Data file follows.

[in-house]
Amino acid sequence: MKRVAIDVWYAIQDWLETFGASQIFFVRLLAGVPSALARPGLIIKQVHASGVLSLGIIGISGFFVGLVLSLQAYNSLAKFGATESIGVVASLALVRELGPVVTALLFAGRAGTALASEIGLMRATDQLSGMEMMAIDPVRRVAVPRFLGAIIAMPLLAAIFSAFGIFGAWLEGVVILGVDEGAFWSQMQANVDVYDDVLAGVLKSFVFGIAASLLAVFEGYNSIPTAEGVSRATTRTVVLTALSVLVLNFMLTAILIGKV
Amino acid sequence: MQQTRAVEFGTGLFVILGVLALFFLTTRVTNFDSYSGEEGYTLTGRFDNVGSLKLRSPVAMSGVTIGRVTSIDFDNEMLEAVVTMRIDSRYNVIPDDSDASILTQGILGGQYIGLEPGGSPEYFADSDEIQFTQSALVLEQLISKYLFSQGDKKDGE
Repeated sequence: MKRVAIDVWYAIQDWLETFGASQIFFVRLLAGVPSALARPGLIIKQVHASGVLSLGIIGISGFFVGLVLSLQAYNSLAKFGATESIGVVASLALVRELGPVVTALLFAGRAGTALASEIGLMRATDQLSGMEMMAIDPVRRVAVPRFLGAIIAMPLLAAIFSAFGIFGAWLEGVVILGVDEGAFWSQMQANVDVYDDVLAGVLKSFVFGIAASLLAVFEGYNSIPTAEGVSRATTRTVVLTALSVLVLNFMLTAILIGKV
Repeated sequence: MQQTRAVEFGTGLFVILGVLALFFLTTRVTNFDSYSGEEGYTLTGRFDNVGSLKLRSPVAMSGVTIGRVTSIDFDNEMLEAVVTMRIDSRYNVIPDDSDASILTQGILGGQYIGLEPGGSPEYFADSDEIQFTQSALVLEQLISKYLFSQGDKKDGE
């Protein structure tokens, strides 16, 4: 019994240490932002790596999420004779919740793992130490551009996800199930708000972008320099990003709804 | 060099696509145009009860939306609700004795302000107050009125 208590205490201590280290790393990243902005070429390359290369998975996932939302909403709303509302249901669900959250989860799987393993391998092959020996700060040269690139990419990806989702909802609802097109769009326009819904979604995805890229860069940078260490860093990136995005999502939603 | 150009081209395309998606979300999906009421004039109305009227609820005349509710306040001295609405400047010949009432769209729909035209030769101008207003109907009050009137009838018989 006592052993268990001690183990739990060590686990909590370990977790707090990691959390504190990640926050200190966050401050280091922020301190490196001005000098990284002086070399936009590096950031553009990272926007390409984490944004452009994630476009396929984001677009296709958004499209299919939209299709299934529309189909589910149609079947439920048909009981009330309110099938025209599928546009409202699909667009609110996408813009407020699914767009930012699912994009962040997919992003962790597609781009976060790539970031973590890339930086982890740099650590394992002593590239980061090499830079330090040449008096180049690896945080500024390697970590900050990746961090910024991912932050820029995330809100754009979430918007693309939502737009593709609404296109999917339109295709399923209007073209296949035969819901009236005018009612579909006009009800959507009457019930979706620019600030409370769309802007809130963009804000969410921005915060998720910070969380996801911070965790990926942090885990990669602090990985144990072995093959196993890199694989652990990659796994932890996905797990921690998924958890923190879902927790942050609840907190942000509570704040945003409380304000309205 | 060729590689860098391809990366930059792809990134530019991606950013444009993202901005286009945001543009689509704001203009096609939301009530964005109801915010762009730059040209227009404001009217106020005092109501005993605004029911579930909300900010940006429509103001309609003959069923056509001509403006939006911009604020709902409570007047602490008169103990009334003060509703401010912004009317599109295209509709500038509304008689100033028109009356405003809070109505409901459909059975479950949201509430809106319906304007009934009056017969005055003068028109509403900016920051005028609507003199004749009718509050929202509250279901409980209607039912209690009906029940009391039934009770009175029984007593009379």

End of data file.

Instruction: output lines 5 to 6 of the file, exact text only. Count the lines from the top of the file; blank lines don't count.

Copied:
Repeated sequence: MQQTRAVEFGTGLFVILGVLALFFLTTRVTNFDSYSGEEGYTLTGRFDNVGSLKLRSPVAMSGVTIGRVTSIDFDNEMLEAVVTMRIDSRYNVIPDDSDASILTQGILGGQYIGLEPGGSPEYFADSDEIQFTQSALVLEQLISKYLFSQGDKKDGE
């Protein structure tokens, strides 16, 4: 019994240490932002790596999420004779919740793992130490551009996800199930708000972008320099990003709804 | 060099696509145009009860939306609700004795302000107050009125 208590205490201590280290790393990243902005070429390359290369998975996932939302909403709303509302249901669900959250989860799987393993391998092959020996700060040269690139990419990806989702909802609802097109769009326009819904979604995805890229860069940078260490860093990136995005999502939603 | 150009081209395309998606979300999906009421004039109305009227609820005349509710306040001295609405400047010949009432769209729909035209030769101008207003109907009050009137009838018989 006592052993268990001690183990739990060590686990909590370990977790707090990691959390504190990640926050200190966050401050280091922020301190490196001005000098990284002086070399936009590096950031553009990272926007390409984490944004452009994630476009396929984001677009296709958004499209299919939209299709299934529309189909589910149609079947439920048909009981009330309110099938025209599928546009409202699909667009609110996408813009407020699914767009930012699912994009962040997919992003962790597609781009976060790539970031973590890339930086982890740099650590394992002593590239980061090499830079330090040449008096180049690896945080500024390697970590900050990746961090910024991912932050820029995330809100754009979430918007693309939502737009593709609404296109999917339109295709399923209007073209296949035969819901009236005018009612579909006009009800959507009457019930979706620019600030409370769309802007809130963009804000969410921005915060998720910070969380996801911070965790990926942090885990990669602090990985144990072995093959196993890199694989652990990659796994932890996905797990921690998924958890923190879902927790942050609840907190942000509570704040945003409380304000309205 | 060729590689860098391809990366930059792809990134530019991606950013444009993202901005286009945001543009689509704001203009096609939301009530964005109801915010762009730059040209227009404001009217106020005092109501005993605004029911579930909300900010940006429509103001309609003959069923056509001509403006939006911009604020709902409570007047602490008169103990009334003060509703401010912004009317599109295209509709500038509304008689100033028109009356405003809070109505409901459909059975479950949201509430809106319906304007009934009056017969005055003068028109509403900016920051005028609507003199004749009718509050929202509250279901409980209607039912209690009906029940009391039934009770009175029984007593009379």